Please use this identifier to cite or link to this item:

Hallyu : discourses of Korean drama viewership in China

File Description Size Format  
M.A.CB5.H3_3489_uh.pdf Version for UH users 4.7 MB Adobe PDF View/Open
M.A.CB5.H3_3489_r.pdf Version for non-UH users. Copying/Printing is not permitted 4.7 MB Adobe PDF View/Open

Item Summary

Title:Hallyu : discourses of Korean drama viewership in China
Authors:La Torre, Nichole S.
Date Issued:2008
Abstract:The Korean Wave gained widespread audience attraction in China through the use of attractive plots combined with popular music, high production value, and successful marketing techniques. In China, the popularity of Korean drama created a market for a multitude of consumer goods from cell phones to cosmetics. Several people have claimed that there is an "addictive" quality inherent in these dramas. While several scholars have attempted to determine the root cause of this widespread attraction to Korean dramas, most analyses are over-simplified in their explanations as to the cause of this phenomenon. Many arguments name a "Confucian root" or a "Pan-Asian identity" as the basis of this trend. However, this thesis argues that it is not only Confucianism which drives fanaticism, but a complex and interwoven process of emotional investment, similar social expectations, global market forces, and a need to confront the constant clash of modernity and tradition which permeates both Korean and Chinese culture as a result of modernization. The "addictive" qualities of Korean drama viewership in China can be adequately analyzed and explored only when one uses a method which acknowledges opposition and individual agency. Cultural issues inherent in these dramas relate to social conditions and contradictions inherent in both Chinese and Korean society. Myriad interpretations and individual perceptions derived from dramatic series can facilitate an open dialogue about certain dramas, stars, and associated cultural products. South Korean television dramas depict the lives of ordinary people in a society where social expectations are in a state of flux. One must recognize the many facets that prompt viewer attraction, and that individual identification on the part of audience members as well as the extraction of personal interpretations of media is immeasurable.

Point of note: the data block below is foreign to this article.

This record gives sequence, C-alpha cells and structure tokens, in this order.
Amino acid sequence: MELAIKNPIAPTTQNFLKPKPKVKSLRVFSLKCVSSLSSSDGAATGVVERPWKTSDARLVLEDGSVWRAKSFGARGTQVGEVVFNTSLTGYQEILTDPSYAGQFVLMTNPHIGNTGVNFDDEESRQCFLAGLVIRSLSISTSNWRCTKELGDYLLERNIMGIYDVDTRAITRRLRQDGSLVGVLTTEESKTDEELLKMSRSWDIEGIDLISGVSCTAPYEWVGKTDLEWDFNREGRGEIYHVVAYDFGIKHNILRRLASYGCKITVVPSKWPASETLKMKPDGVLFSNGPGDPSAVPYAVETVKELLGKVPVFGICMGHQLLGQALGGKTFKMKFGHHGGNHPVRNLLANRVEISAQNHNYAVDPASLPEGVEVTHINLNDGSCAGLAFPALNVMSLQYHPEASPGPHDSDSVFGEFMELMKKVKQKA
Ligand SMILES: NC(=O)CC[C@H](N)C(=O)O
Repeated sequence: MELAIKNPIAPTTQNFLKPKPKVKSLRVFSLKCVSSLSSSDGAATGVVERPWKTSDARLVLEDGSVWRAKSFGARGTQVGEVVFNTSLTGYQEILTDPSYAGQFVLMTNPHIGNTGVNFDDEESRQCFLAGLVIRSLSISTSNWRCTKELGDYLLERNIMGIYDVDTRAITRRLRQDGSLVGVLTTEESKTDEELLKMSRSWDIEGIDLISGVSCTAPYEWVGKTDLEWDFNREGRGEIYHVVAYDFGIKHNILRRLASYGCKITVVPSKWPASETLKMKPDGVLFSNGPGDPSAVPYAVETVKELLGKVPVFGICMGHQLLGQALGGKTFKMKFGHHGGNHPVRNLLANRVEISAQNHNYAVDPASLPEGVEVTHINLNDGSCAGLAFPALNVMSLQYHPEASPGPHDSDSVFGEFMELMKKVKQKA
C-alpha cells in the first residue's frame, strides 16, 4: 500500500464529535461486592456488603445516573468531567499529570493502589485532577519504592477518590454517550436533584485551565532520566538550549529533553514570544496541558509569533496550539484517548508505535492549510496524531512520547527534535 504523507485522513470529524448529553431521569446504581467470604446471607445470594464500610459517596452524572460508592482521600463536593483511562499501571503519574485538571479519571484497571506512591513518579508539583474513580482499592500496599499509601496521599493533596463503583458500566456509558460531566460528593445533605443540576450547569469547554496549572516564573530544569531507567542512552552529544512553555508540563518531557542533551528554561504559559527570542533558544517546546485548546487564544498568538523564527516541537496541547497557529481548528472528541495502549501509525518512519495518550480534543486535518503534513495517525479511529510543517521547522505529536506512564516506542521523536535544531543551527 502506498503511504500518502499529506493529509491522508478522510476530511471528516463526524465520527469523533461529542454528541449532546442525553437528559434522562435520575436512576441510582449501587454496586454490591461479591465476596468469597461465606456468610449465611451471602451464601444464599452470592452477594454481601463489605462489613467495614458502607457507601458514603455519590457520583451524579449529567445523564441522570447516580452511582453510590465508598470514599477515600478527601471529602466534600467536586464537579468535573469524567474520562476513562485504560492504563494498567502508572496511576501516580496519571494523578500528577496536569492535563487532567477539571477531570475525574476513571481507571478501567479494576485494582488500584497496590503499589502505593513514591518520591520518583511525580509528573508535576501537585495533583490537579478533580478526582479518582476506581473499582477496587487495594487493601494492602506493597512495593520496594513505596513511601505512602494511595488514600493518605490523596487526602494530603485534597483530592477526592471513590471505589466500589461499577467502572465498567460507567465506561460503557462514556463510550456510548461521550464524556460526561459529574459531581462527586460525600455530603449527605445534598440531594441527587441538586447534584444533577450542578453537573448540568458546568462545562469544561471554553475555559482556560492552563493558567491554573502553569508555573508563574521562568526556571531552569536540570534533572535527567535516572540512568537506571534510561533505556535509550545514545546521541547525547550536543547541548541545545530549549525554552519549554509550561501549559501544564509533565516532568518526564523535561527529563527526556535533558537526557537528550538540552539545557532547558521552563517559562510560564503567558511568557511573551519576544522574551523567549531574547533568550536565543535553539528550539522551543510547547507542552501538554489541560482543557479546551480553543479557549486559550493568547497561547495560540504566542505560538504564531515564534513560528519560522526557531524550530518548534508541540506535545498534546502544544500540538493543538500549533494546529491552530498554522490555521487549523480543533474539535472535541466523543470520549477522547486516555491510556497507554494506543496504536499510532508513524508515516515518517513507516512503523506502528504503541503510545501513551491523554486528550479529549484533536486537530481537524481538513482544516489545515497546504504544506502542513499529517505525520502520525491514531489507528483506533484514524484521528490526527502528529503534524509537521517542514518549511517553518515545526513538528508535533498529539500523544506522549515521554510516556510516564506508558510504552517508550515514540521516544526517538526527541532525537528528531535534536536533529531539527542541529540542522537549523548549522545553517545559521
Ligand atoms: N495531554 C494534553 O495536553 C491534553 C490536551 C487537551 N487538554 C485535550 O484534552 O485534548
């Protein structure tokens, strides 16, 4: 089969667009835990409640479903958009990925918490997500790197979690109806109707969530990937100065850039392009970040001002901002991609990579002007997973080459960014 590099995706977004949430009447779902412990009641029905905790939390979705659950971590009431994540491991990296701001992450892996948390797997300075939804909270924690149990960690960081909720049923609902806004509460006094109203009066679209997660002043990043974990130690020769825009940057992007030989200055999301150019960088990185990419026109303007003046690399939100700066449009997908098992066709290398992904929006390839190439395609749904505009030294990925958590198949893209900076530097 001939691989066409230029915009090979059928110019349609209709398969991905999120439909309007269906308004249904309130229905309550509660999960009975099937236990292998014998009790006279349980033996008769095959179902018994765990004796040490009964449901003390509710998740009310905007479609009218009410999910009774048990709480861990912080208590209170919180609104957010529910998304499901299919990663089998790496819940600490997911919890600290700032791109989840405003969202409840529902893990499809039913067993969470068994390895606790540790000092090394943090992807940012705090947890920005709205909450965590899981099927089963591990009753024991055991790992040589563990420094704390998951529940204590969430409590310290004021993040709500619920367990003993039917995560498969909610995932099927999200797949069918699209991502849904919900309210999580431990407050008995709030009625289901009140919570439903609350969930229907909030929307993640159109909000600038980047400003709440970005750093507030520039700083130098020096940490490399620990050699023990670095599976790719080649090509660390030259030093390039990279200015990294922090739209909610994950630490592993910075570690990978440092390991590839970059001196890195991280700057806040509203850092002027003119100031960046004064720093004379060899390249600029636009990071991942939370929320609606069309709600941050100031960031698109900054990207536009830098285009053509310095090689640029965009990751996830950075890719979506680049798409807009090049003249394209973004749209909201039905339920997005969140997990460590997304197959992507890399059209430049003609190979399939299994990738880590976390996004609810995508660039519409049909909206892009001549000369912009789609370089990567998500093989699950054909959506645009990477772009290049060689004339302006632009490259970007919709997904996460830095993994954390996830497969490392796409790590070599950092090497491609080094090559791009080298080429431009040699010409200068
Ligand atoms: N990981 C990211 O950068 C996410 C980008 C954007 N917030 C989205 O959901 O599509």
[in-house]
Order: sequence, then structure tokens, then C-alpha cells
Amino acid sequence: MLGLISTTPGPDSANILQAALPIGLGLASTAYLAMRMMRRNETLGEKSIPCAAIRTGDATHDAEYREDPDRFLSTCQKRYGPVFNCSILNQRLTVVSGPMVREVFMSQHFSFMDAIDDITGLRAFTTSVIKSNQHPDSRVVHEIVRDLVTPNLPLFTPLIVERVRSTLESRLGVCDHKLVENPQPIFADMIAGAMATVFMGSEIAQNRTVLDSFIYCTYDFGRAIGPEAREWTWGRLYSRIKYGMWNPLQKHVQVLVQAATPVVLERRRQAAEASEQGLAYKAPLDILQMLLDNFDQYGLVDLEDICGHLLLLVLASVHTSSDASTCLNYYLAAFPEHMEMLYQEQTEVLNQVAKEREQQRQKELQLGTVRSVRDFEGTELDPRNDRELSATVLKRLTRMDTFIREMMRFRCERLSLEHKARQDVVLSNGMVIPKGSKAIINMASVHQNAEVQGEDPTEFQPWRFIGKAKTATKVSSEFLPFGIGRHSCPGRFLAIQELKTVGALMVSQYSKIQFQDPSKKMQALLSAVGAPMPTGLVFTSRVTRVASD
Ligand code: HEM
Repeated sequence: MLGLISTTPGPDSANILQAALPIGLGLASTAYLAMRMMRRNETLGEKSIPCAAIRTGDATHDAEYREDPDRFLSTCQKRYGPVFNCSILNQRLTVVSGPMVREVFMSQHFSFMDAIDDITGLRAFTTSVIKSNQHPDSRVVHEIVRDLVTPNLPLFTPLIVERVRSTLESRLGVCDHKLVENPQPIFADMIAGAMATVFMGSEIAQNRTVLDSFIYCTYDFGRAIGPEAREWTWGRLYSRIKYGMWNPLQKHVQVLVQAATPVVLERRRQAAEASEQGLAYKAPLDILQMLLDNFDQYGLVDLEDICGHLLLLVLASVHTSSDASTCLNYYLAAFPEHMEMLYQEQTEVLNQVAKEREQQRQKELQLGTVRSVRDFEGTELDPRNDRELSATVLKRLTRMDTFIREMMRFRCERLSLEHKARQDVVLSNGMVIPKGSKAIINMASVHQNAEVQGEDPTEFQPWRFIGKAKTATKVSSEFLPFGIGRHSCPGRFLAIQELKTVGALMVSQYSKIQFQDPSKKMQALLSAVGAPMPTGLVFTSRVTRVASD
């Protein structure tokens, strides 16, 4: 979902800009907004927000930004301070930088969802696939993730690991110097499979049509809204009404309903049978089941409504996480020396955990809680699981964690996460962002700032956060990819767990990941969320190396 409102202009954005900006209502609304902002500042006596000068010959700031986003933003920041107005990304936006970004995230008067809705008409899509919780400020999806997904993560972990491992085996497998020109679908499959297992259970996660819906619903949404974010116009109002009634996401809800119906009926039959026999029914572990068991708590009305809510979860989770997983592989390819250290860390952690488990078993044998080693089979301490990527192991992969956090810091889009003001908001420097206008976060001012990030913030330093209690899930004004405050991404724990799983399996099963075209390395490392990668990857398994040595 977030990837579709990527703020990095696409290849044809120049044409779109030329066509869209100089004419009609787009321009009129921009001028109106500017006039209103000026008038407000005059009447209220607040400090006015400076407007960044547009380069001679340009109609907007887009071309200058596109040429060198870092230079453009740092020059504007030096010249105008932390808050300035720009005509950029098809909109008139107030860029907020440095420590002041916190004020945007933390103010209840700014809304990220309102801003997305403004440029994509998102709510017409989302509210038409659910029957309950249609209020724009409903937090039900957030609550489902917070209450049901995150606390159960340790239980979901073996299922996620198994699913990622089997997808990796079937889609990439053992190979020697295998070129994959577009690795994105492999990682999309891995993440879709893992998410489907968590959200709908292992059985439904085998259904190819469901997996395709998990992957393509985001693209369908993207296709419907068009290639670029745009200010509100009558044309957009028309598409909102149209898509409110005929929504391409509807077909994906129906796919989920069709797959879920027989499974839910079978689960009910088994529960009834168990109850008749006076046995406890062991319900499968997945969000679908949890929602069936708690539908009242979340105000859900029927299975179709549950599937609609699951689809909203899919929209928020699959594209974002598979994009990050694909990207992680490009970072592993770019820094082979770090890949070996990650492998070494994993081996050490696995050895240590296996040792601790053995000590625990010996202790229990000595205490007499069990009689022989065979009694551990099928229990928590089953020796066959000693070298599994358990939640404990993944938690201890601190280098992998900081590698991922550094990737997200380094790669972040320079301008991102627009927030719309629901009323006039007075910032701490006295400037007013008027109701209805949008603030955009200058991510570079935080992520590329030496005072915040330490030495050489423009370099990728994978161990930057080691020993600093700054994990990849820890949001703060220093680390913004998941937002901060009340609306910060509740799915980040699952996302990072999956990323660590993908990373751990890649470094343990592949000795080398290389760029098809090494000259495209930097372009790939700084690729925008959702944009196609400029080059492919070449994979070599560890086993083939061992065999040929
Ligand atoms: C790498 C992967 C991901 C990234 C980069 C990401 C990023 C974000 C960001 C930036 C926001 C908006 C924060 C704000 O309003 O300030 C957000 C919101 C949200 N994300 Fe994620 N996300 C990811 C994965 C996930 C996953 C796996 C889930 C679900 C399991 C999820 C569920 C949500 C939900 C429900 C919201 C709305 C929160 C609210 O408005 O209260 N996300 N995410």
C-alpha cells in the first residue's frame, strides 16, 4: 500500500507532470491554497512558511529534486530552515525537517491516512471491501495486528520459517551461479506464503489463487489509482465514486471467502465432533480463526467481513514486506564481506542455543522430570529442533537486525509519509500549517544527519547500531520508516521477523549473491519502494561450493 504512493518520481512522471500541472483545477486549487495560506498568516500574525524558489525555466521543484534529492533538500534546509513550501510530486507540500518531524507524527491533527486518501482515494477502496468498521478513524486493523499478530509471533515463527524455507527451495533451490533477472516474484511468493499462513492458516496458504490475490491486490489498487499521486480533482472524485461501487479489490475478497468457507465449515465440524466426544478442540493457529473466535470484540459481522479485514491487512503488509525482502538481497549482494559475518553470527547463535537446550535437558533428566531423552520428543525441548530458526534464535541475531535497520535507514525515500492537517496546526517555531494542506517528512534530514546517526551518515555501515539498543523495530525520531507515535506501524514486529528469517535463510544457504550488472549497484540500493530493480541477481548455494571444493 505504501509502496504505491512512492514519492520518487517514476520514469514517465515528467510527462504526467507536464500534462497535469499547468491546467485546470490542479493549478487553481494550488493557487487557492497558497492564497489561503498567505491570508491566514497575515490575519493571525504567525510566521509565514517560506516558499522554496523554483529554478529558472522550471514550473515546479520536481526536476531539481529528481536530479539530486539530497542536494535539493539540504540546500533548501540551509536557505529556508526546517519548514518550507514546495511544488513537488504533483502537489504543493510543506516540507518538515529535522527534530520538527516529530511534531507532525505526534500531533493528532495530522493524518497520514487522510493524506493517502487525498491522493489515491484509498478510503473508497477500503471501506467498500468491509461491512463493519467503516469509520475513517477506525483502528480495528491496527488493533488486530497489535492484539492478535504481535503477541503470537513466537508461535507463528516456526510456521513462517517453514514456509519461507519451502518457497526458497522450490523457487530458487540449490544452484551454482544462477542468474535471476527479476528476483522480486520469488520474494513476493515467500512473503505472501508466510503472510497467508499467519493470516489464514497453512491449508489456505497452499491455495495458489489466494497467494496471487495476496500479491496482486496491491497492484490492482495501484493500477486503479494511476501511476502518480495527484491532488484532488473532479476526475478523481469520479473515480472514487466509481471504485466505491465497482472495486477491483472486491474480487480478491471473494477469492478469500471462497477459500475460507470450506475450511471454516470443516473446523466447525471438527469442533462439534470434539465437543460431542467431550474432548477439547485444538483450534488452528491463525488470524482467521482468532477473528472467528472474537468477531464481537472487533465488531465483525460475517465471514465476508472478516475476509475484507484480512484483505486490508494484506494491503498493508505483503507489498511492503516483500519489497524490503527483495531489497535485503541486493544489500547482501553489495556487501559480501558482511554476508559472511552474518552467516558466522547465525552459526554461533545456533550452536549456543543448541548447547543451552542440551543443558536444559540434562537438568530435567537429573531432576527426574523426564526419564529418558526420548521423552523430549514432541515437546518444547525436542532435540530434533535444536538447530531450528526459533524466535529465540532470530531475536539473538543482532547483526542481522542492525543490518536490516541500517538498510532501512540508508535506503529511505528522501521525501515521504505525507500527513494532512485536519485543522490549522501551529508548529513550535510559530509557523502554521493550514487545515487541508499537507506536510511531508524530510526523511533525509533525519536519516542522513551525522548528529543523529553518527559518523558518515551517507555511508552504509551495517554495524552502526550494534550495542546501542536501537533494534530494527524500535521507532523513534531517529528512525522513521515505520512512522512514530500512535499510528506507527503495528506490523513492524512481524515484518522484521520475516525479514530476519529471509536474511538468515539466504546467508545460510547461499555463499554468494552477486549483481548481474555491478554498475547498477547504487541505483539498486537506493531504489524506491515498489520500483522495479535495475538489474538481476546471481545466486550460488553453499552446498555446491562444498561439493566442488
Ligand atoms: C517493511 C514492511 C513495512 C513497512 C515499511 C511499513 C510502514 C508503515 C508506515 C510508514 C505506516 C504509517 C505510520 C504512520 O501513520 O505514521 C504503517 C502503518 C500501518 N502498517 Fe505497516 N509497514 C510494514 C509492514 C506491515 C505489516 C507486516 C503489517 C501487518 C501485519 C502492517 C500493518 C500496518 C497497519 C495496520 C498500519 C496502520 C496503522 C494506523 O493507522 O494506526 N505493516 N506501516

Description:Thesis (M.A.)--University of Hawaii at Manoa, 2008.
Includes bibliographical references (leaves 123-129).
[iv], 129 leaves, bound 29 cm
Rights:All UHM dissertations and theses are protected by copyright. They may be viewed from this source for any purpose, but reproduction or distribution in any format is prohibited without written permission from the copyright owner.
Appears in Collections: M.A. - Asian Studies

Please email if you need this content in ADA-compliant format.

Items in ScholarSpace are protected by copyright, with all rights reserved, unless otherwise indicated.